Low Luminance Questionnaire Linked to Functional Measures of AMD
FEBRUARY 13, 2018
Atalie Thompson, MD, MPHLow Luminance Questionnaire (LLQ) scores were significantly associated with computerized low luminance visual acuity (LLVA) and low luminance deficit (LLD) in patients with early/intermediate age-related macular degeneration (AMD), according to results of a recent study.
The cross-sectional study examined patients with early and intermediate AMD, compared with controls. Participants were given the LLQ, along with tests for best-corrected visual acuity (BCVA), mesopic microperimetry, dark adaptometry (DA), low luminance visual acuity (LLVA), and cone contrast test (CCT).
“It is important to determine accurate and patient-centered ways of assessing visual impairment in early and intermediate dry AMD,” lead author Atalie C. Thompson, MD, MPH, of the Duke University Department of Ophthalmology, Durham, North Carolina, told MD Magazine. “We would like to be able to more effectively screen for the disease and we would like to be able to therapeutically intervene at earlier stages of the disease before irreparable damage has been done to the retina. We know that early on, patients with AMD begin to suffer impaired visual function in low lighting settings well before they experience the profound central vision loss that occurs at advanced stages of the disease process.”
Thompson and colleagues defined LLD as the difference in the number of letters read under photopic versus low luminance settings. They used linear regression to determine the association of LLQ with visual function test scores linear regression.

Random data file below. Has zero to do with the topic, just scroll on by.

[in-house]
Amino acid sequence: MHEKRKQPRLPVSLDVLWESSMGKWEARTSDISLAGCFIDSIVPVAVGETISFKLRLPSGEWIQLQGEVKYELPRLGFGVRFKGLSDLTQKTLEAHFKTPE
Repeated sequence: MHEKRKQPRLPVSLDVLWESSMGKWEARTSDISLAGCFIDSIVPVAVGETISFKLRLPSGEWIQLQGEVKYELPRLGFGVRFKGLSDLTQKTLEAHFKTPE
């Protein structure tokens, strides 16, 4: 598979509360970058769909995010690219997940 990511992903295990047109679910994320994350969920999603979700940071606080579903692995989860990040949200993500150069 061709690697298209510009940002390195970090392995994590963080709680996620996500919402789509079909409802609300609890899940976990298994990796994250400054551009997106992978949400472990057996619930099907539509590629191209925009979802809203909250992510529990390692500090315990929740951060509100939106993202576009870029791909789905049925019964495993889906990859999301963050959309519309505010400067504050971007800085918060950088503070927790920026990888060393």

“Among patients with early and intermediate AMD, we found that scores on the 32-item LLQ were significantly associated with computerized tests for LLVA and LLD,” Thompson said.
The published results indicated that the patients with intermediate AMD had significantly lower LLQ composite scores (mean, 75.8 ±16.7; median, 76; range, 29-97) when compared to those with early AMD (mean, 85.3 ±13.3; median, 88; range, 50-100; P = .007) or the control group (mean, 91.4 ±6.5; median, 94; range, 79-99; P <.001) in the overall cohort.
LLQ composite scores were found to be linked with computerized BCVA (β = 0.516), and computerized LLVA at 2 background luminance (1.3 cd/m2, β = 0.660; 0.5 cd/m2, β = 0.489). Additionally, their respective computerized LLDs (β = -0.531 and -0.467), rod intercept (β = -0.312), and CCT green (β = 0.183) (all P <.05) were all associated with LLQ composites.
“Only the computerized LLVAs and computerized LLDs remained statistically significant after adjusting for AMD versus control status (P <.05). Among AMD subjects, LLQ composite scores were significantly associated with the computerized LLVAs (β = 0.622 and 0.441) and LLDs (β = -0.795 and -0.477) at both the 1.3 and 0.5 cd/m2 luminance levels, respectively, and these associations remained significant after adjusting for AMD severity (P < 0.05),” the authors wrote.
“These particular computerized tests of low luminance vision may better reflect the patient experience of visual dysfunction in low lighting settings than their non-computerized correlates,” Thompson said. “Both the LLQ and computerized tests of LLVA and deficit may be useful functional outcomes for current and future therapeutic clinical trials for early and intermediate AMD.”
The study, “Association of Low Luminance Questionnaire With Objective Functional Measures in Early and Intermediate Age-Related Macular Degeneration,” was published in Investigative Ophthalmology & Visual Science.
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